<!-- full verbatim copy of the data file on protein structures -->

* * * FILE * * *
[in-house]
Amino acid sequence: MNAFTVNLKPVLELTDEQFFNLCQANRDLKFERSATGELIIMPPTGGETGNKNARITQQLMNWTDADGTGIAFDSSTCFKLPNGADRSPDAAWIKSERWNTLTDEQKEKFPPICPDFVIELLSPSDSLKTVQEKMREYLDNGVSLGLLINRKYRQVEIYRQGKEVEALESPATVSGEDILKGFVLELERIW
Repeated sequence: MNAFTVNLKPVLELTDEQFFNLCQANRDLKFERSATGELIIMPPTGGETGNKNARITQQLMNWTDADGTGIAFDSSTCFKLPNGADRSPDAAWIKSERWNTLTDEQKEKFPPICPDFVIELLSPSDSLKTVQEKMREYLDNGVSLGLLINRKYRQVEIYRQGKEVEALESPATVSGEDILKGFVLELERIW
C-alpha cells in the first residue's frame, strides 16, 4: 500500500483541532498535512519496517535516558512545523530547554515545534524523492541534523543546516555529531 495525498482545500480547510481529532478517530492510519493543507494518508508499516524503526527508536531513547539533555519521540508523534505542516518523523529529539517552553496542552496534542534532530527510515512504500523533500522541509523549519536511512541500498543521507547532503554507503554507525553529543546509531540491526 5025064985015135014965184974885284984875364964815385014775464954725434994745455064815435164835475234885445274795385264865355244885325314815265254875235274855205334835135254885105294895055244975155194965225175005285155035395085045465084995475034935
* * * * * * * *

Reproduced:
[in-house]
Amino acid sequence: MNAFTVNLKPVLELTDEQFFNLCQANRDLKFERSATGELIIMPPTGGETGNKNARITQQLMNWTDADGTGIAFDSSTCFKLPNGADRSPDAAWIKSERWNTLTDEQKEKFPPICPDFVIELLSPSDSLKTVQEKMREYLDNGVSLGLLINRKYRQVEIYRQGKEVEALESPATVSGEDILKGFVLELERIW
Repeated sequence: MNAFTVNLKPVLELTDEQFFNLCQANRDLKFERSATGELIIMPPTGGETGNKNARITQQLMNWTDADGTGIAFDSSTCFKLPNGADRSPDAAWIKSERWNTLTDEQKEKFPPICPDFVIELLSPSDSLKTVQEKMREYLDNGVSLGLLINRKYRQVEIYRQGKEVEALESPATVSGEDILKGFVLELERIW
C-alpha cells in the first residue's frame, strides 16, 4: 500500500483541532498535512519496517535516558512545523530547554515545534524523492541534523543546516555529531 495525498482545500480547510481529532478517530492510519493543507494518508508499516524503526527508536531513547539533555519521540508523534505542516518523523529529539517552553496542552496534542534532530527510515512504500523533500522541509523549519536511512541500498543521507547532503554507503554507525553529543546509531540491526 5025064985015135014965184974885284984875364964815385014775464954725434994745455064815435164835475234885445274795385264865355244885325314815265254875235274855205334835135254885105294895055244975155194965225175005285155035395085045465084995475034935